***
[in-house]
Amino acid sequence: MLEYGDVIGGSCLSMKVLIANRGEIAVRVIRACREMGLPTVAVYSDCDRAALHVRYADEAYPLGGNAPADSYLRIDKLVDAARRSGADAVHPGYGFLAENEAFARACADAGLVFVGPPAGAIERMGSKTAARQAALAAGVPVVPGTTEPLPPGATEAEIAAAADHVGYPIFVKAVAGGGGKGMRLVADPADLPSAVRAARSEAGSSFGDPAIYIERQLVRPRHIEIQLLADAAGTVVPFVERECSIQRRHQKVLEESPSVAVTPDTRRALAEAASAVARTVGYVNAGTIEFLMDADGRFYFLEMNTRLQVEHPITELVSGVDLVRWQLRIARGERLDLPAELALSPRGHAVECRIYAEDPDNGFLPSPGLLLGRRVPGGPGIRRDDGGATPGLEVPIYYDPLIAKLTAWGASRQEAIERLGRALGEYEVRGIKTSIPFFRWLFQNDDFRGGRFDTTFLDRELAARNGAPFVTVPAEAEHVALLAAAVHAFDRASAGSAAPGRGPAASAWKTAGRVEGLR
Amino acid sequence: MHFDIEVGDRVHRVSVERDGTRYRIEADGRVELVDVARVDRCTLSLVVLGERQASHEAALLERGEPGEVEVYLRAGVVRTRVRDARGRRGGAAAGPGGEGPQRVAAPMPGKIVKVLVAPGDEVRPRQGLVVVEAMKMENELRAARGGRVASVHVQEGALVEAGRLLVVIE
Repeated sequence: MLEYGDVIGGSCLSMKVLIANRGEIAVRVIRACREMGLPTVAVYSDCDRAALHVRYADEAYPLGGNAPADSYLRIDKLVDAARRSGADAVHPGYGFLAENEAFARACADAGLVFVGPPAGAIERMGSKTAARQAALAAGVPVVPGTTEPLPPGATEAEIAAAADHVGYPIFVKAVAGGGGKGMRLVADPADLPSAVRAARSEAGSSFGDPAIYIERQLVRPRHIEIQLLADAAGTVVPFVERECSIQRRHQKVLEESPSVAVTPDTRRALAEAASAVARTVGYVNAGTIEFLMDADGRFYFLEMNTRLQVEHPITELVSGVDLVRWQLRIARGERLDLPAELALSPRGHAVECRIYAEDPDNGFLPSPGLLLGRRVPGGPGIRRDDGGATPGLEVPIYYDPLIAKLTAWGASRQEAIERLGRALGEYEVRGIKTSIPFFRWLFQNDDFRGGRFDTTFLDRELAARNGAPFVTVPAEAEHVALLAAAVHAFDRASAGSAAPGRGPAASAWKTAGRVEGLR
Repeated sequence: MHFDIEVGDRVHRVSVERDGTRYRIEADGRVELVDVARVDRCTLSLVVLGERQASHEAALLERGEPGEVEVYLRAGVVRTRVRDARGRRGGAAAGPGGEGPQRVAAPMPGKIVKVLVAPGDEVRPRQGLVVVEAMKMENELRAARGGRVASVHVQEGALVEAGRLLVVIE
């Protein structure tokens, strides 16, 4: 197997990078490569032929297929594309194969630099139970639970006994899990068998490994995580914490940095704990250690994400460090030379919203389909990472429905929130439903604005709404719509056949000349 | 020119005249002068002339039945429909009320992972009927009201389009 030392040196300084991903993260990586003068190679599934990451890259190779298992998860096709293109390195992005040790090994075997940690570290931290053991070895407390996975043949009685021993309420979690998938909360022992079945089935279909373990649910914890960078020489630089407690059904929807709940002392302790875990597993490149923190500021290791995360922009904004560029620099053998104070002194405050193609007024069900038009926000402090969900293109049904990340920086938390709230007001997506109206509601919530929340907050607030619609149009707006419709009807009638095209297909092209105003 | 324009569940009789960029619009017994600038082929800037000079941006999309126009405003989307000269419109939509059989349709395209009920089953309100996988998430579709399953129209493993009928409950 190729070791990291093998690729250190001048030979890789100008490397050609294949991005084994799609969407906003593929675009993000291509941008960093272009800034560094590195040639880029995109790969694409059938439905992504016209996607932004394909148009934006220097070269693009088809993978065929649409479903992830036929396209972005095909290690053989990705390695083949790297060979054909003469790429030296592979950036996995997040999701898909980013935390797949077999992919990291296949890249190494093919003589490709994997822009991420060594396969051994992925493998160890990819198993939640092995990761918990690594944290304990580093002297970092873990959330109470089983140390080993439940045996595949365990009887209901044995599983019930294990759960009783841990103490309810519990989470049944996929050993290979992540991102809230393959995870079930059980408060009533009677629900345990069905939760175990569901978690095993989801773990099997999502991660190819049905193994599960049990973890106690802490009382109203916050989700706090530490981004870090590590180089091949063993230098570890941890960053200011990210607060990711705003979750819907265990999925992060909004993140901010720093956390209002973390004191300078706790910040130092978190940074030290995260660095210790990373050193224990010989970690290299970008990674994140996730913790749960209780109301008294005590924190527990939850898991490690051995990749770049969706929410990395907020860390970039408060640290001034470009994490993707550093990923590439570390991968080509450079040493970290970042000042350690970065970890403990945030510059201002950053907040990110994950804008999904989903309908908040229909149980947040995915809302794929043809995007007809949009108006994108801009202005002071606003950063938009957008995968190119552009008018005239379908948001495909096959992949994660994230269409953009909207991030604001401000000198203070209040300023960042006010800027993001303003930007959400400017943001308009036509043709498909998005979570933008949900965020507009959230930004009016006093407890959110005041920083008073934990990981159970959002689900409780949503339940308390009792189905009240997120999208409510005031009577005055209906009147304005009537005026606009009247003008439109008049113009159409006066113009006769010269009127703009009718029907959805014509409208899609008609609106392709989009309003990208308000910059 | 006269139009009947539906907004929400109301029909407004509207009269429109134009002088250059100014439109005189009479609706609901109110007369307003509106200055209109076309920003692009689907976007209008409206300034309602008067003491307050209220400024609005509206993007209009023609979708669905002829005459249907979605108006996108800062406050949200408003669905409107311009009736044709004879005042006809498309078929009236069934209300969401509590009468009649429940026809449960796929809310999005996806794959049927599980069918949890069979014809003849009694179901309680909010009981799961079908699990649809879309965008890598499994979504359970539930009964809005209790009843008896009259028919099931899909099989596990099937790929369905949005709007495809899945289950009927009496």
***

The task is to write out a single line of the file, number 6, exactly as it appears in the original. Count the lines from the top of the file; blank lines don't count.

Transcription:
């Protein structure tokens, strides 16, 4: 197997990078490569032929297929594309194969630099139970639970006994899990068998490994995580914490940095704990250690994400460090030379919203389909990472429905929130439903604005709404719509056949000349 | 020119005249002068002339039945429909009320992972009927009201389009 030392040196300084991903993260990586003068190679599934990451890259190779298992998860096709293109390195992005040790090994075997940690570290931290053991070895407390996975043949009685021993309420979690998938909360022992079945089935279909373990649910914890960078020489630089407690059904929807709940002392302790875990597993490149923190500021290791995360922009904004560029620099053998104070002194405050193609007024069900038009926000402090969900293109049904990340920086938390709230007001997506109206509601919530929340907050607030619609149009707006419709009807009638095209297909092209105003 | 324009569940009789960029619009017994600038082929800037000079941006999309126009405003989307000269419109939509059989349709395209009920089953309100996988998430579709399953129209493993009928409950 190729070791990291093998690729250190001048030979890789100008490397050609294949991005084994799609969407906003593929675009993000291509941008960093272009800034560094590195040639880029995109790969694409059938439905992504016209996607932004394909148009934006220097070269693009088809993978065929649409479903992830036929396209972005095909290690053989990705390695083949790297060979054909003469790429030296592979950036996995997040999701898909980013935390797949077999992919990291296949890249190494093919003589490709994997822009991420060594396969051994992925493998160890990819198993939640092995990761918990690594944290304990580093002297970092873990959330109470089983140390080993439940045996595949365990009887209901044995599983019930294990759960009783841990103490309810519990989470049944996929050993290979992540991102809230393959995870079930059980408060009533009677629900345990069905939760175990569901978690095993989801773990099997999502991660190819049905193994599960049990973890106690802490009382109203916050989700706090530490981004870090590590180089091949063993230098570890941890960053200011990210607060990711705003979750819907265990999925992060909004993140901010720093956390209002973390004191300078706790910040130092978190940074030290995260660095210790990373050193224990010989970690290299970008990674994140996730913790749960209780109301008294005590924190527990939850898991490690051995990749770049969706929410990395907020860390970039408060640290001034470009994490993707550093990923590439570390991968080509450079040493970290970042000042350690970065970890403990945030510059201002950053907040990110994950804008999904989903309908908040229909149980947040995915809302794929043809995007007809949009108006994108801009202005002071606003950063938009957008995968190119552009008018005239379908948001495909096959992949994660994230269409953009909207991030604001401000000198203070209040300023960042006010800027993001303003930007959400400017943001308009036509043709498909998005979570933008949900965020507009959230930004009016006093407890959110005041920083008073934990990981159970959002689900409780949503339940308390009792189905009240997120999208409510005031009577005055209906009147304005009537005026606009009247003008439109008049113009159409006066113009006769010269009127703009009718029907959805014509409208899609008609609106392709989009309003990208308000910059 | 006269139009009947539906907004929400109301029909407004509207009269429109134009002088250059100014439109005189009479609706609901109110007369307003509106200055209109076309920003692009689907976007209008409206300034309602008067003491307050209220400024609005509206993007209009023609979708669905002829005459249907979605108006996108800062406050949200408003669905409107311009009736044709004879005042006809498309078929009236069934209300969401509590009468009649429940026809449960796929809310999005996806794959049927599980069918949890069979014809003849009694179901309680909010009981799961079908699990649809879309965008890598499994979504359970539930009964809005209790009843008896009259028919099931899909099989596990099937790929369905949005709007495809899945289950009927009496």